Jung's Psychology as a Spiritual Practice and Way of Life considers the pioneering depth-psychologist Carl Gustav Jung, primarily as a sage of world-class stature. The authors focus on Jung as an archetypal wisdom teacher, in three important respects: (1) in the post-modern West, primarily in interaction with Friedrich Nietzsche and his Thus Spake Zarathustra and also with theologian Paul Tillich and Zen master Karlfried Graf Durckheim; (2) in his deep spiritual kinship with the timeless universality of Lao-tze and his classic The Tao Te Ching; and (3) in consideration of the future prospects of Jung's psychology in mind/body medicine, especially neuroscience, and in dialogue with quantum speculation. This book contends that Jung's psychology is not primarily a form of psychotherapy in the conventional sense but essentially a dynamic "religious philosophical system" constituting a spiritual practice and way of life.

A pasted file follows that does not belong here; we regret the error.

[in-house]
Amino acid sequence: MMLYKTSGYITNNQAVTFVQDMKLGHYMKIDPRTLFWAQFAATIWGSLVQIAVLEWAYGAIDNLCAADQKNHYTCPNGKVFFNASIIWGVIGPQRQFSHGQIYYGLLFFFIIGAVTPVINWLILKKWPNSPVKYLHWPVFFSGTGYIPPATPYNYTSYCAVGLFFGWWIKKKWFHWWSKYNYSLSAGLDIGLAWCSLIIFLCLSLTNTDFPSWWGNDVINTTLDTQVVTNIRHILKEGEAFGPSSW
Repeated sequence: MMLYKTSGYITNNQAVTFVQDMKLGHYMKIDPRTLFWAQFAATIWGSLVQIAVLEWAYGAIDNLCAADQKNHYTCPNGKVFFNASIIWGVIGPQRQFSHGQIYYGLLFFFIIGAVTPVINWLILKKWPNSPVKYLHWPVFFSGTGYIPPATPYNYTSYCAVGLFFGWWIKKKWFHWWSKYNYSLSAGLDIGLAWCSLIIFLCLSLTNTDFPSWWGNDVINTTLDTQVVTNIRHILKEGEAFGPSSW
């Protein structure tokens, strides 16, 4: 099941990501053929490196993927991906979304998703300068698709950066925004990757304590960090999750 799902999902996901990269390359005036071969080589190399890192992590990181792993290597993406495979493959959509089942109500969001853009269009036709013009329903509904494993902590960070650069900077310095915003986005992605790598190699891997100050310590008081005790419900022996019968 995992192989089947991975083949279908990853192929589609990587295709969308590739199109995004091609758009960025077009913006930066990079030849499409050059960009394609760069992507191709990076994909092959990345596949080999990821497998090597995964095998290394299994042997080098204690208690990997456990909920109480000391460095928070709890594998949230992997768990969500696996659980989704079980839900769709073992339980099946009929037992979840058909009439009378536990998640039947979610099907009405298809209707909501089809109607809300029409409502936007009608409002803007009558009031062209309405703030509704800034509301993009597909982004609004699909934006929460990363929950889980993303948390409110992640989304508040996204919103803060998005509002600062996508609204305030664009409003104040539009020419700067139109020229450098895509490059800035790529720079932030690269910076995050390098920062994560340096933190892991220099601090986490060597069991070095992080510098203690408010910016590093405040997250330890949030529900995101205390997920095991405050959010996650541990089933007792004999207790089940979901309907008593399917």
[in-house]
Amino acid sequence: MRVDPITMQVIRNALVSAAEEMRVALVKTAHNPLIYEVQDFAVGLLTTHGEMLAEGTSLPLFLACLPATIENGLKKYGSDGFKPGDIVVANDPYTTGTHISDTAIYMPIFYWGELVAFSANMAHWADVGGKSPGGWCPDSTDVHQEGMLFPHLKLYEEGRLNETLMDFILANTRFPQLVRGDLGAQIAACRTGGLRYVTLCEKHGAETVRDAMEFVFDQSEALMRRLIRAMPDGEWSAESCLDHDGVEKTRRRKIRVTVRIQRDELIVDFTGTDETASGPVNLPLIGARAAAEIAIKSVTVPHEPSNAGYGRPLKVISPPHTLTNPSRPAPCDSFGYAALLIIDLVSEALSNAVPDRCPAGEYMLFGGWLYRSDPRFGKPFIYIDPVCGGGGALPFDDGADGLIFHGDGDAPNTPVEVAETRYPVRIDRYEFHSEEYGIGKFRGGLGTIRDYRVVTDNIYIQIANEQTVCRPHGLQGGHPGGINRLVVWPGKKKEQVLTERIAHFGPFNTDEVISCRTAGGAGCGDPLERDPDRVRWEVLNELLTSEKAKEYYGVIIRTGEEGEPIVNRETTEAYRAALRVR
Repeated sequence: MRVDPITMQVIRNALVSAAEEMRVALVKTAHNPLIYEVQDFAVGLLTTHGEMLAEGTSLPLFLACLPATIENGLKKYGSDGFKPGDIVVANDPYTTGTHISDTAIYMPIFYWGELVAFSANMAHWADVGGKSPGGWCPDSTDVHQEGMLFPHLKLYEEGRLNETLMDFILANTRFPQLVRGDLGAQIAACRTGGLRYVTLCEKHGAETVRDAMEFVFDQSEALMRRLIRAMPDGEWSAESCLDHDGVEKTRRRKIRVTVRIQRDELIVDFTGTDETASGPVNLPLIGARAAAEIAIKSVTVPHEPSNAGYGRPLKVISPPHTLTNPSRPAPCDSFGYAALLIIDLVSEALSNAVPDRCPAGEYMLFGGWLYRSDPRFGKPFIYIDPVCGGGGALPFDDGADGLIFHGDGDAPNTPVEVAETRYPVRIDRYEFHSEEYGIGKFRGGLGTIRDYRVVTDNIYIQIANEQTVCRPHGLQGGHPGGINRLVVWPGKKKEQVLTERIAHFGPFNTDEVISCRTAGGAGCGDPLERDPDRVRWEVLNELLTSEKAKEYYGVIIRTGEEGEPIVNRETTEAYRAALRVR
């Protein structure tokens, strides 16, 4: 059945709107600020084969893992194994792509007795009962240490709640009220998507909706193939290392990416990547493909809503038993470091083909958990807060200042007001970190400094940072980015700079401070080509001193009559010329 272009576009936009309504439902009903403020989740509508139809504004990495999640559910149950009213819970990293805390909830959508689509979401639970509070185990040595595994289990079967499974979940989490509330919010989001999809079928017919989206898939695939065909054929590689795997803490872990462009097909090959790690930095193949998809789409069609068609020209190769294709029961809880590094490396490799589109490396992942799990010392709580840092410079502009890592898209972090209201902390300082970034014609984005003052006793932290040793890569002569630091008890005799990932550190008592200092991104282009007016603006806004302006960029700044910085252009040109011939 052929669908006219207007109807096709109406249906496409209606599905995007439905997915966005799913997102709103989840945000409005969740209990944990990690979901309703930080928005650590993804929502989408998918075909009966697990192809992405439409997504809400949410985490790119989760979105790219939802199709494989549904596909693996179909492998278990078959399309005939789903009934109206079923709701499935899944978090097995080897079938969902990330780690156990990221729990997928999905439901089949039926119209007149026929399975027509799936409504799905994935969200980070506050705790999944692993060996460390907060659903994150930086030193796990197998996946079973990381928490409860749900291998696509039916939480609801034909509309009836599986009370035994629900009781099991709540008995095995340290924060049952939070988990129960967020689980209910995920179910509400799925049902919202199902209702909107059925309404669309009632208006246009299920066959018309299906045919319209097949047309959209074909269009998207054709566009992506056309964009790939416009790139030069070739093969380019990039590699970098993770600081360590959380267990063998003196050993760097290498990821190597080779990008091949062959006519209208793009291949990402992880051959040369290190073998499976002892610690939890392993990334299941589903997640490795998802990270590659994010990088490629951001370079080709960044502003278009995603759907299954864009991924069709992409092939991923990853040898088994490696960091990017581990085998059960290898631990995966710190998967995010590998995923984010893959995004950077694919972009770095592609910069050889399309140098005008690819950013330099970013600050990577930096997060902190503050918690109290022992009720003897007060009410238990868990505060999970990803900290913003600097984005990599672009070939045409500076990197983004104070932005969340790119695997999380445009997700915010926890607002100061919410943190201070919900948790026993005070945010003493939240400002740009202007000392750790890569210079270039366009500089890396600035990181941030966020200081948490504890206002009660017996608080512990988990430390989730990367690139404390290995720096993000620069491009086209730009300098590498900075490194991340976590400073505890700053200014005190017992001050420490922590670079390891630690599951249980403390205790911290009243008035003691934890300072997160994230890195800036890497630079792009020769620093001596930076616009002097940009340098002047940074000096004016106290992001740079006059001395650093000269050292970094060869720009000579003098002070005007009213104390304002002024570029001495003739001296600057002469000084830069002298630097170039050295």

The dialogue format suggests not only Jung's own dialogue or "confrontation" with the Unconscious but also his generally unacknowledged spiritual affinity with the central Western philosophical tradition, a tradition stemming from Socrates and Plato and their devotion to the task of "living the questions."
William D. Geoghegan is Professor of Religion, Emeritus, Bowdoin College, Maine. Kevin L. Stoehr is Assistant Professor of Humanities, College of General Studies, Boston University.
Chapter 1 Introduction: Ultimate Concern Chapter 2 The Essence of Spiritedness and the Emergence of a New Spirituality: On the Spiritual Problem of Our Time: Introduction: Living the Questions; Self-Realization and the Influence of Hegel; The Spiritual Problem of Our Age: Nietzsche and Nihilism; Nie Chapter 3 Exploring the Mystery of Timelessness: Jung and Lao-Tzu: Prologue: "Crazy Time"; Introduction: Holism and Numinosity; The Paradoxical and Holistic Nature of the Tao; The Complementarity of Yin-Yang; The Tao-Shih and Te; Meaning, Me Chapter 4 Epilogue: The Future of Jung's Psychology Chapter 5 Endnotes Chapter 6 Works Cited Chapter 7 About the Contributors